South Yorkshire police investigate more than 1,000 coercive control crimes during pandemic
South Yorkshire police investigated more than 1,000 allegations of coercive control in the first year of the coronavirus pandemic, figures show.
December marked the sixth anniversary of landmark legislation introduced to make coercive or controlling behaviour a criminal offence in England and Wales.
But only a “small minority of survivors” who experience such abuse will see justice done, according to charity Women's Aid.
Data published by the Office for National Statistics shows South Yorkshire Police logged 1,004 allegations of coercive or controlling behaviour during 2020-21.
That was up from 734 the year before – and different figures suggest most cases will never reach a courtroom.
Of the 847 cases closed by the force in South Yorkshire during 2020-21, 71 per cent were abandoned due to difficulties gathering evidence while just 71 ended with a suspect being charged or summonsed to court.
Women's Aid described coercive control, which is punishable by up to five years imprisonment, as a problem “at the heart of almost all domestic abuse”.
Abusers can be jailed for subjecting a partner or family member to controlling behaviour such as isolating them, exploiting them financially, depriving them of basic needs, humiliating, frightening or threatening them.
During the first year of the pandemic, 34,000 allegations were reported to forces across England and Wales, with the number of recorded crimes rising by more than a third compared to around 25,000 in 2019-20, though data for that year excludes Greater Manchester Police.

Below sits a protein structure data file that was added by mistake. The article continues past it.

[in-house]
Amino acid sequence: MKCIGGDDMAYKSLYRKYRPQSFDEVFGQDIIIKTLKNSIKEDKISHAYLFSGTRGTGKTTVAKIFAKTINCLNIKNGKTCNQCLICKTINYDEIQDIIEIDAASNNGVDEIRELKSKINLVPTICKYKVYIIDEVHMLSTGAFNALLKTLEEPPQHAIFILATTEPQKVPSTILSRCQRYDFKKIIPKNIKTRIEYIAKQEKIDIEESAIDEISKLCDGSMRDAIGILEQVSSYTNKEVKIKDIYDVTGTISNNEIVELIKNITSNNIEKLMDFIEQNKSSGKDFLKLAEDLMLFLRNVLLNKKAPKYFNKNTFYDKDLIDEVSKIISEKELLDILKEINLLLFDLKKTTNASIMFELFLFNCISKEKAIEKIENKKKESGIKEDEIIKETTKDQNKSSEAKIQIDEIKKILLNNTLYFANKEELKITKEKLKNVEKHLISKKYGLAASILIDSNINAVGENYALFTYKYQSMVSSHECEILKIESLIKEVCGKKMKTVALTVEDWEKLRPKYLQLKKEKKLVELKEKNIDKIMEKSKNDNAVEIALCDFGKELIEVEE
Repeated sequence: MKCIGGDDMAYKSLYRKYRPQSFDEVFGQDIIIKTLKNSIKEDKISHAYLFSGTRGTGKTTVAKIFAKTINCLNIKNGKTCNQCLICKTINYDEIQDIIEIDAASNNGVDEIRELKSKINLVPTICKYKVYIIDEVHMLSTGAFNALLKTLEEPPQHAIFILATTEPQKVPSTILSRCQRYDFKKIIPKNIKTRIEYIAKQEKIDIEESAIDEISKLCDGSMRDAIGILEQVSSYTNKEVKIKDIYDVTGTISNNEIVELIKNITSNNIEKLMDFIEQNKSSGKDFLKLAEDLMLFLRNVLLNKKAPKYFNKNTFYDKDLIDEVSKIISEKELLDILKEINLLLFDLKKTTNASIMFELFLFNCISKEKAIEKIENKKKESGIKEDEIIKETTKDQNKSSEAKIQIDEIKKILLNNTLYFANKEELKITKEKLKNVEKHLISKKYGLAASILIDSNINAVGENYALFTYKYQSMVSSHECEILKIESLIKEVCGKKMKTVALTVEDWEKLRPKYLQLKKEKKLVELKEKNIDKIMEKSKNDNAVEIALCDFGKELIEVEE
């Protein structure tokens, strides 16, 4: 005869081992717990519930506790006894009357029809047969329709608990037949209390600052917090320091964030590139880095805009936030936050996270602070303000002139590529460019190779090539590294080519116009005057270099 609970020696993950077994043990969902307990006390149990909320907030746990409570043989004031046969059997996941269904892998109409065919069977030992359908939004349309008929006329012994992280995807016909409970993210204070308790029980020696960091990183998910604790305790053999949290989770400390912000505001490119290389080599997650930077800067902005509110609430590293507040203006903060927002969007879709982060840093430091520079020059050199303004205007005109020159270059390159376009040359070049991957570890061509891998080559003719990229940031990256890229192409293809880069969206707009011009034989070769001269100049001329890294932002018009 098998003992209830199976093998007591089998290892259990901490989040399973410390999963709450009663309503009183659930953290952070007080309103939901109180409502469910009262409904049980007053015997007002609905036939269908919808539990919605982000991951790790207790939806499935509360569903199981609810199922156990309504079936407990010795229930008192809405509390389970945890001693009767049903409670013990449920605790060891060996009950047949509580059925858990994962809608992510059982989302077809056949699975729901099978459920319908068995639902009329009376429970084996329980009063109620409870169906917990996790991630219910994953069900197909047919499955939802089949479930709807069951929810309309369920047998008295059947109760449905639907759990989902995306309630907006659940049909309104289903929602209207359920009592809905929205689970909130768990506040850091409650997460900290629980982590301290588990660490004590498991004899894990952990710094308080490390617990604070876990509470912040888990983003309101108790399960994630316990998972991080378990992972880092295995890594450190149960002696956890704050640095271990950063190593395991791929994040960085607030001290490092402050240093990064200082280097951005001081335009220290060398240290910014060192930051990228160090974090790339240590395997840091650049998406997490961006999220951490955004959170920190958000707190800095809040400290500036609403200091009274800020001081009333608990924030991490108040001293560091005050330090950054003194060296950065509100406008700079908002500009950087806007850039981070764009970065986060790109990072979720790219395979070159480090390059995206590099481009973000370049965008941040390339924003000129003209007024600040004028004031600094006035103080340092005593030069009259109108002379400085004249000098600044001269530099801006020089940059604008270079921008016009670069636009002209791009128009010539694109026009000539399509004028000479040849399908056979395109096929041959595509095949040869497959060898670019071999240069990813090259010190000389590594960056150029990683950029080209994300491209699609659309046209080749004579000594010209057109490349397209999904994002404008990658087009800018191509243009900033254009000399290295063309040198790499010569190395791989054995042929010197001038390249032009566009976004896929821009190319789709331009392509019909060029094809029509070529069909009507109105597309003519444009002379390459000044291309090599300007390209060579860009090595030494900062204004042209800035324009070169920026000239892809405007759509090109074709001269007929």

Home Office figures show more than nine in 10 investigations closed nationally in 2020-21 were dropped due to evidential difficulties, while just four per cent resulted in a charge or summons being issued.
Charge rates differed significantly between police force areas and were highest in South Wales, where 14 per cent of cases resulted in a charge or summons and lowest in North Wales, where just one per cent of cases did.
In some cases, prosecutors and investigators may close a coercive control investigation but continue to pursue other offences linked to the case.
Isabelle Younane, head of policy, campaigns and public affairs at Women's Aid, called for consistency between forces and said it is vital all police officers and prosecutors understand the nature and “damaging, lifelong impact” of coercive control.
She added: “Survivors need, and deserve, a consistent response to their experiences of abuse.”
“It is a matter of urgency for the Government to invest in multi-agency and partnership working across services.”
A spokesman for the National Police Chiefs' Council said the response to the complex problem had improved in recent years but acknowledged the need for better understanding across the justice system.
He said officers sought to safeguard victims and build cases where reported incidents meet the requirements to be considered a crime but not the threshold for arrest or prosecution.
A Home Office spokeswoman said the Government is acting to tackle the “particularly insidious” form of domestic abuse and will publish its Domestic Abuse Strategy this year.
She said police forces are expected to take allegations seriously, adding: “The increase in reporting of these crimes shows the improvements the police have made, with victims more willing to come forward.”